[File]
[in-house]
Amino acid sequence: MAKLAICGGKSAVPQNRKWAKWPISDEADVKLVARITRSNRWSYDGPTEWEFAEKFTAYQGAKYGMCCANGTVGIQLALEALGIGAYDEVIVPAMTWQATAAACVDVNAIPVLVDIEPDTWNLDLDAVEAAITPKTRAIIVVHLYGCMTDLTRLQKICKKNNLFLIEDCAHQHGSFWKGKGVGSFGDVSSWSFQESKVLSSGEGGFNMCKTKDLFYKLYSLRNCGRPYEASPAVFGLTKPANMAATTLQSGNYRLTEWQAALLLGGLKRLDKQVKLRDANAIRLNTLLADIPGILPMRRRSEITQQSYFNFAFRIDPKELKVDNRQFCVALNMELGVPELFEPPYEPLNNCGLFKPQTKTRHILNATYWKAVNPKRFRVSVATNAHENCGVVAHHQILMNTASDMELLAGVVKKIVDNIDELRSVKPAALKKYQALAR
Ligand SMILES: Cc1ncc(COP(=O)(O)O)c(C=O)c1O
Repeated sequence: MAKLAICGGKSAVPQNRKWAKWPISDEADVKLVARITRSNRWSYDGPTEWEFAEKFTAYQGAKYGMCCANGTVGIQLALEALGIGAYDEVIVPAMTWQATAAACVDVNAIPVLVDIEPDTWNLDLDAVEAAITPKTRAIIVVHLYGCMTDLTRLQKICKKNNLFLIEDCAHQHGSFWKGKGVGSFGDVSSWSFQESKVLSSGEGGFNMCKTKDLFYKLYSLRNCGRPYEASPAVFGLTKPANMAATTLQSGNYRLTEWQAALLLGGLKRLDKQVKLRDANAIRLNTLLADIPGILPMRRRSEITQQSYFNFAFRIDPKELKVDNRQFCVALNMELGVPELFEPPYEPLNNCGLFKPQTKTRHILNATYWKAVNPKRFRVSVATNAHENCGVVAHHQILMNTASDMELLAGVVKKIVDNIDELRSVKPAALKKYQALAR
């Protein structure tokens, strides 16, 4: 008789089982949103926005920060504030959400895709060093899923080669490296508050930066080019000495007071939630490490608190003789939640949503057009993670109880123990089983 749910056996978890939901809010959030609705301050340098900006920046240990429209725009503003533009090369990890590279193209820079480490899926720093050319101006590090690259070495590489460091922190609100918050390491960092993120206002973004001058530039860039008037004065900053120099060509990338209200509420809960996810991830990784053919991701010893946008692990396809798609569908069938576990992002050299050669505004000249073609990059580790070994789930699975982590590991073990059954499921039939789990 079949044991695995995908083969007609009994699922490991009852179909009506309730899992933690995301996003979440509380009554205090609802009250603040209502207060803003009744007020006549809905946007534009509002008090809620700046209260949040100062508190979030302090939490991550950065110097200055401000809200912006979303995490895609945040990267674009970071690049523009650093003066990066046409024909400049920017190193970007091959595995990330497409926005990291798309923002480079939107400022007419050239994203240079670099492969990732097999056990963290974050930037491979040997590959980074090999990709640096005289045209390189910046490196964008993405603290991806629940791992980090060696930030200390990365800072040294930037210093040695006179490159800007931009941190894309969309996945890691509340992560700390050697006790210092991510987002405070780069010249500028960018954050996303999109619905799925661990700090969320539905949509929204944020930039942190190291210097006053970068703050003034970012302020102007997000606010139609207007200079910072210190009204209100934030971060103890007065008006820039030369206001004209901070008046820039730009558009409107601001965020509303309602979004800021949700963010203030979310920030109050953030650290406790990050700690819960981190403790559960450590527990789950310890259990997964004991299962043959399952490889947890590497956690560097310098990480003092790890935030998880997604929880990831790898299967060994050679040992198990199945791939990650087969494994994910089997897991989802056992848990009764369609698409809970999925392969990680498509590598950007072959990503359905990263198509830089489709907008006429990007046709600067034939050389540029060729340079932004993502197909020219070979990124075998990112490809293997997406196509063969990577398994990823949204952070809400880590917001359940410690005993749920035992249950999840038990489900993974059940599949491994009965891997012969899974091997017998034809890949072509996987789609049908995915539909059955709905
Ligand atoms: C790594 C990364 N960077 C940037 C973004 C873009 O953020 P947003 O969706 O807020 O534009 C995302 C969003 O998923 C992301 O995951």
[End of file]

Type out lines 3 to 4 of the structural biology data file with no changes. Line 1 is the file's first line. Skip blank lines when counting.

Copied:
Ligand SMILES: Cc1ncc(COP(=O)(O)O)c(C=O)c1O
Repeated sequence: MAKLAICGGKSAVPQNRKWAKWPISDEADVKLVARITRSNRWSYDGPTEWEFAEKFTAYQGAKYGMCCANGTVGIQLALEALGIGAYDEVIVPAMTWQATAAACVDVNAIPVLVDIEPDTWNLDLDAVEAAITPKTRAIIVVHLYGCMTDLTRLQKICKKNNLFLIEDCAHQHGSFWKGKGVGSFGDVSSWSFQESKVLSSGEGGFNMCKTKDLFYKLYSLRNCGRPYEASPAVFGLTKPANMAATTLQSGNYRLTEWQAALLLGGLKRLDKQVKLRDANAIRLNTLLADIPGILPMRRRSEITQQSYFNFAFRIDPKELKVDNRQFCVALNMELGVPELFEPPYEPLNNCGLFKPQTKTRHILNATYWKAVNPKRFRVSVATNAHENCGVVAHHQILMNTASDMELLAGVVKKIVDNIDELRSVKPAALKKYQALAR